Oxford fielded a full team of four, including several veteran participants, and even managed to find a spectator, while Cambridge could only muster a two-man team of Mark Waller and Graham James, both of whom had been in the team before.
Cambridge took a narrow lead during the opening "Oxford and Cambridge" round. Both sides proved to have little knowledge of service frequencies or stations on their "home" territory and still less on the other side's area. Graham managed to name all four of the closed branches radiating out of Cambridge in the correct order of closure, but Oxford could not believe that such a place as "Trumpington" existed. Having confused it with "Trumpton",this led to a discussion of children's TV programmes. Once normality returned, the end of the round saw Cambridge with a 9-7 lead.
The second round was the Vintage round. This prompted discussion of which four companies had running rights over the Forth Bridge, a long debate within both teams over BR steam locomotive numbering systems, and a story about an episode of University Challenge involving a team from Newnham College. Cambridge extended their lead during this round to make the scores 16-11.
Next was the infamous Baker round. Here the teams are given a starting station, a direction of travel, and a series of directions to take at junctions - for example, "Starting at Manchester Victoria going east; left, right, left, left." The teams' task was to name the next station they would arrive at. This, of course, must be done witout the aid of any maps. Here confusion reigned as the questionmasters struggled to make sure that their questions were correct; at one point the Oxford questionmaster admitted "Oh, I've got my lefts and rights mixed up". Oxford failed to score, but Cambridge gained full marks to make the score 20-11.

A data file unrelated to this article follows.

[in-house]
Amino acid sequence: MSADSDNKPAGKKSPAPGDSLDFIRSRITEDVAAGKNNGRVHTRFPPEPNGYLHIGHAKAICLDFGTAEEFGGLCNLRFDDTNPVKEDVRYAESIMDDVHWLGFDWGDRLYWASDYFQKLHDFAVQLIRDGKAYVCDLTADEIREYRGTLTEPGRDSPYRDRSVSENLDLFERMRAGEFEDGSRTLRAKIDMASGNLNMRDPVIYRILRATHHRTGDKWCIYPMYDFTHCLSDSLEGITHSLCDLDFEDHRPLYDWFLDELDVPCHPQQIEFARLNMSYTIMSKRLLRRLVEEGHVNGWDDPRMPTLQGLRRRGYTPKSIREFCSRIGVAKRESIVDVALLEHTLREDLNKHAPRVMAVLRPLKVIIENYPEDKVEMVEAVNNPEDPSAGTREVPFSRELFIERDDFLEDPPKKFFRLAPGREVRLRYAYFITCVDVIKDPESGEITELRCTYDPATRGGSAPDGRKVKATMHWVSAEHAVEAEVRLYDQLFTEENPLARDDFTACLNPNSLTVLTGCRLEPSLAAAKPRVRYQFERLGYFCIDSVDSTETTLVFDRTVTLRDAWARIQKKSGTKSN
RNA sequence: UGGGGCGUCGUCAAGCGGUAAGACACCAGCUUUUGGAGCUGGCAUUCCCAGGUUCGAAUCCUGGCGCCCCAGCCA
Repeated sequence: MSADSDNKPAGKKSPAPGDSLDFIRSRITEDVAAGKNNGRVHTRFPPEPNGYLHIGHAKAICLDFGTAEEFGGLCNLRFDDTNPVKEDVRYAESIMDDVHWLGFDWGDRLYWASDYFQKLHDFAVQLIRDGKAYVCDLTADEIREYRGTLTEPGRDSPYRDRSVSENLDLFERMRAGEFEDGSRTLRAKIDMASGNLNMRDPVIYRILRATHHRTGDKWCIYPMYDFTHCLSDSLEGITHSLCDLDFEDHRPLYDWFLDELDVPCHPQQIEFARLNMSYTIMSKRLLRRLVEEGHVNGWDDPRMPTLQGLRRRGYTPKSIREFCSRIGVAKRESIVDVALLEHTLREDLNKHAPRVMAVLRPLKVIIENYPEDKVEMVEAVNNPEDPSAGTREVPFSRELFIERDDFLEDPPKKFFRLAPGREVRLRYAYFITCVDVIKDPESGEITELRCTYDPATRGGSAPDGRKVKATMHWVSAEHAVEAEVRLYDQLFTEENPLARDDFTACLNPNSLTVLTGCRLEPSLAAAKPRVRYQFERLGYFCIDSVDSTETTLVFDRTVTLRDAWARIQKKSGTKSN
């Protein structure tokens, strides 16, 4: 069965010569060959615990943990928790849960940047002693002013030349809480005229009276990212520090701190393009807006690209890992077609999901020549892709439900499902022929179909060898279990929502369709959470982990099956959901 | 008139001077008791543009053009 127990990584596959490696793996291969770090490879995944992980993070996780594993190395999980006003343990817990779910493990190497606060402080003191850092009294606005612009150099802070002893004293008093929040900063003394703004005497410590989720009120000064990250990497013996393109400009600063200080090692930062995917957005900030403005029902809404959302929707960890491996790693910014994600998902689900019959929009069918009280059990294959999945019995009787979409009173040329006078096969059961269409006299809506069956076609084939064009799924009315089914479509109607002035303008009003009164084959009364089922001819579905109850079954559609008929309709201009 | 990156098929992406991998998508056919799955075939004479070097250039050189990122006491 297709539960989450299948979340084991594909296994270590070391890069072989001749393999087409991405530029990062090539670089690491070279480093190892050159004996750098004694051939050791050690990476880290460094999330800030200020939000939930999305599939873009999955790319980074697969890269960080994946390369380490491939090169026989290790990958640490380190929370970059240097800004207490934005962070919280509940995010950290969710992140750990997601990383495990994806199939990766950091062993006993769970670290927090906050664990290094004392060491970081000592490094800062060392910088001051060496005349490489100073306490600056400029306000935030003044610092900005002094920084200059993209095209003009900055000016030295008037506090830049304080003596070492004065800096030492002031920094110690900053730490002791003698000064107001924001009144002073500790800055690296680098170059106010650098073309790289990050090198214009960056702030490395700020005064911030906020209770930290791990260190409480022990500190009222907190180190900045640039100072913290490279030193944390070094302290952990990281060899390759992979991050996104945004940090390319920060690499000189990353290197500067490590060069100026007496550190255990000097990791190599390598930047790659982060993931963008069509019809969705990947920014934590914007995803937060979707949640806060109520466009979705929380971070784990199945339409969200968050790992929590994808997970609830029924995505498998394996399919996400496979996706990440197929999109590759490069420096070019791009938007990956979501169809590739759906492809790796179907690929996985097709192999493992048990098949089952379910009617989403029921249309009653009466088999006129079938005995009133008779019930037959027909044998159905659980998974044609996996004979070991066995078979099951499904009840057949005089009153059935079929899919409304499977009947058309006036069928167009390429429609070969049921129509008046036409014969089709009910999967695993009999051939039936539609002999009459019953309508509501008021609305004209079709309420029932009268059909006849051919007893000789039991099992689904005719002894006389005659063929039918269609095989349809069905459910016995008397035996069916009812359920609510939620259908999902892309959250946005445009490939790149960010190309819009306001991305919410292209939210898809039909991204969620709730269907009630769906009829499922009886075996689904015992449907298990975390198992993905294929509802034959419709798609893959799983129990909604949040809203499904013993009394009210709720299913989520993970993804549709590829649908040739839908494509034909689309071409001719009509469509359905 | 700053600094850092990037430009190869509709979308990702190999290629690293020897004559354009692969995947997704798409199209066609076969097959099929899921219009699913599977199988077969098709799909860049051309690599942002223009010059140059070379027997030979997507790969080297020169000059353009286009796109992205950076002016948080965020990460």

The Continental round proved a repository of humour, although whether the Oxford description of Cambridge as "girls' blouses" fell into that category was debatable. Perhaps it was the effort of providing the entertainment that meant Oxford could not find the time to score in this round; Cambridge did and thus extended their lead to 27-11.
Next was the picture round, for which both questionmasters had brought a set of slides. Here, both sides proved their strength in identifying locations across Britain from photos. It was at this point that the Cambridge Captain had to be restrained from returning the paper missile which the Oxford team had thrown across the room at him. More serious was the fact that the Cambridge questionmaster Tim Wells showed a slide with a motorway in the background; the question was to identify the motorway, a form of transport anathema to such a gathering. The score at the end of this round was 33-15 to Cambridge.
The modern round saw Oxford recover a lot of ground, scoring an almost-perfect seven points to reduce the deficit to 35-22. By this time, however, although the quiz result was becoming clear, it was also obvious that Oxford would win the prize for innuendo and heckling.
But innuendo and heckling did not help Oxford in the ensuing Minimum Connections round, in which the task was to name the fewest number of connections needed to travel between two named places. Cambridge had no difficulty with "Nelson to Battle" (three changes), and Oxford got bogged down in "Hope to Hope", leaving Cambridge, with the aid of Mark Waller's knowledge of obscure routes, to steal a point with a correct guess as to whether Manchester to North Wales trains stopped at Shotton (they didn't and hence this also needed three changes). This made the scoreline 38-22 to Cambridge and the glory already in view.
The twelve questions in the final Quickfire round could have changed the result, but Oxford proved only marginally the quicker in the cacophony of bells, buzzes and waved arms. Thus obtaining the majority of points was not enough to overcome the accumulated deficit, and the final score was Cambridge 42 Oxford 29.
So kudos to Cambridge, and commiserations to Oxford in what had been one of the most enjoyable Varsity Railway Quizzes in recent years.